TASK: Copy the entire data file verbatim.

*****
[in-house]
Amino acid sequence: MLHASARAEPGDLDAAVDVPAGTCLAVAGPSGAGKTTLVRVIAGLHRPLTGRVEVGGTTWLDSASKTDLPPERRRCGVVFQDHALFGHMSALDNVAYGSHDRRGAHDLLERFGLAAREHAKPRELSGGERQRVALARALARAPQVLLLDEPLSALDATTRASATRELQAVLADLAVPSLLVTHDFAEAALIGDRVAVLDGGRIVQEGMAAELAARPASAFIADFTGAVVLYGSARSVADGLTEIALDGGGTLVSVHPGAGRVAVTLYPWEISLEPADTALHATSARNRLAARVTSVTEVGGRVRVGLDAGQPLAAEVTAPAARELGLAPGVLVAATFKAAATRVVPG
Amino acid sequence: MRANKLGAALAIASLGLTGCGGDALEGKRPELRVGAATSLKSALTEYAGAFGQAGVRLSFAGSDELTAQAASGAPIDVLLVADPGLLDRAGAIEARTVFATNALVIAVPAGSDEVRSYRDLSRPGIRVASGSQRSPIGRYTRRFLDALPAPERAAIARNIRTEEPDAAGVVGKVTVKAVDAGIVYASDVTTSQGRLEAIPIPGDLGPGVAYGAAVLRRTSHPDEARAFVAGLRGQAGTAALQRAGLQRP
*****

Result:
[in-house]
Amino acid sequence: MLHASARAEPGDLDAAVDVPAGTCLAVAGPSGAGKTTLVRVIAGLHRPLTGRVEVGGTTWLDSASKTDLPPERRRCGVVFQDHALFGHMSALDNVAYGSHDRRGAHDLLERFGLAAREHAKPRELSGGERQRVALARALARAPQVLLLDEPLSALDATTRASATRELQAVLADLAVPSLLVTHDFAEAALIGDRVAVLDGGRIVQEGMAAELAARPASAFIADFTGAVVLYGSARSVADGLTEIALDGGGTLVSVHPGAGRVAVTLYPWEISLEPADTALHATSARNRLAARVTSVTEVGGRVRVGLDAGQPLAAEVTAPAARELGLAPGVLVAATFKAAATRVVPG
Amino acid sequence: MRANKLGAALAIASLGLTGCGGDALEGKRPELRVGAATSLKSALTEYAGAFGQAGVRLSFAGSDELTAQAASGAPIDVLLVADPGLLDRAGAIEARTVFATNALVIAVPAGSDEVRSYRDLSRPGIRVASGSQRSPIGRYTRRFLDALPAPERAAIARNIRTEEPDAAGVVGKVTVKAVDAGIVYASDVTTSQGRLEAIPIPGDLGPGVAYGAAVLRRTSHPDEARAFVAGLRGQAGTAALQRAGLQRP